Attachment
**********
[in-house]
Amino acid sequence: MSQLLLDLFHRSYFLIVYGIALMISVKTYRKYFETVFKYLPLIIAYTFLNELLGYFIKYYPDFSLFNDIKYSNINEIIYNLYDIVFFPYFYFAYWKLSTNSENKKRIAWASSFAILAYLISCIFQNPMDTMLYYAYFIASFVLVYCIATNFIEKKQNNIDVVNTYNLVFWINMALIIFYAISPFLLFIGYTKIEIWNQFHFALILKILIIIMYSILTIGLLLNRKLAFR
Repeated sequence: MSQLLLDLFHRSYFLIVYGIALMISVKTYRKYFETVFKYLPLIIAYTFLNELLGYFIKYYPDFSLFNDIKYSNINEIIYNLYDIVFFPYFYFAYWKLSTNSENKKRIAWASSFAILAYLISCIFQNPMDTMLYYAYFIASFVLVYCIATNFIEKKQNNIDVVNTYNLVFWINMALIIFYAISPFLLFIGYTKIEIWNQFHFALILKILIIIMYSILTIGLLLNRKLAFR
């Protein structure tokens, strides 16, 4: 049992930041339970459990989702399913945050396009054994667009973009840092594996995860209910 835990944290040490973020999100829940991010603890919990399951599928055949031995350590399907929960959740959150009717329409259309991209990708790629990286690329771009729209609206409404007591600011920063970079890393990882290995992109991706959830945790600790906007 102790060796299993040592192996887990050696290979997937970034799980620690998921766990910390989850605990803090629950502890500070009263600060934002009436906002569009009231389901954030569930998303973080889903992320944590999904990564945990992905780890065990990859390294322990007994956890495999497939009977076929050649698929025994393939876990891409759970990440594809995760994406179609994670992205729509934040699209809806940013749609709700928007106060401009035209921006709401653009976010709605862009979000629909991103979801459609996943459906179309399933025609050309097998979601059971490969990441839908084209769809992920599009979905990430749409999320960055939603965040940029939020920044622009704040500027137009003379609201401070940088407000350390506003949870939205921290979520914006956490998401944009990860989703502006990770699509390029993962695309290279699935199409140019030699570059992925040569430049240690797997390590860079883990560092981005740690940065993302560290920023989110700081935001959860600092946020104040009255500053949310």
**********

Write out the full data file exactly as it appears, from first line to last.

[in-house]
Amino acid sequence: MSQLLLDLFHRSYFLIVYGIALMISVKTYRKYFETVFKYLPLIIAYTFLNELLGYFIKYYPDFSLFNDIKYSNINEIIYNLYDIVFFPYFYFAYWKLSTNSENKKRIAWASSFAILAYLISCIFQNPMDTMLYYAYFIASFVLVYCIATNFIEKKQNNIDVVNTYNLVFWINMALIIFYAISPFLLFIGYTKIEIWNQFHFALILKILIIIMYSILTIGLLLNRKLAFR
Repeated sequence: MSQLLLDLFHRSYFLIVYGIALMISVKTYRKYFETVFKYLPLIIAYTFLNELLGYFIKYYPDFSLFNDIKYSNINEIIYNLYDIVFFPYFYFAYWKLSTNSENKKRIAWASSFAILAYLISCIFQNPMDTMLYYAYFIASFVLVYCIATNFIEKKQNNIDVVNTYNLVFWINMALIIFYAISPFLLFIGYTKIEIWNQFHFALILKILIIIMYSILTIGLLLNRKLAFR
């Protein structure tokens, strides 16, 4: 049992930041339970459990989702399913945050396009054994667009973009840092594996995860209910 835990944290040490973020999100829940991010603890919990399951599928055949031995350590399907929960959740959150009717329409259309991209990708790629990286690329771009729209609206409404007591600011920063970079890393990882290995992109991706959830945790600790906007 102790060796299993040592192996887990050696290979997937970034799980620690998921766990910390989850605990803090629950502890500070009263600060934002009436906002569009009231389901954030569930998303973080889903992320944590999904990564945990992905780890065990990859390294322990007994956890495999497939009977076929050649698929025994393939876990891409759970990440594809995760994406179609994670992205729509934040699209809806940013749609709700928007106060401009035209921006709401653009976010709605862009979000629909991103979801459609996943459906179309399933025609050309097998979601059971490969990441839908084209769809992920599009979905990430749409999320960055939603965040940029939020920044622009704040500027137009003379609201401070940088407000350390506003949870939205921290979520914006956490998401944009990860989703502006990770699509390029993962695309290279699935199409140019030699570059992925040569430049240690797997390590860079883990560092981005740690940065993302560290920023989110700081935001959860600092946020104040009255500053949310």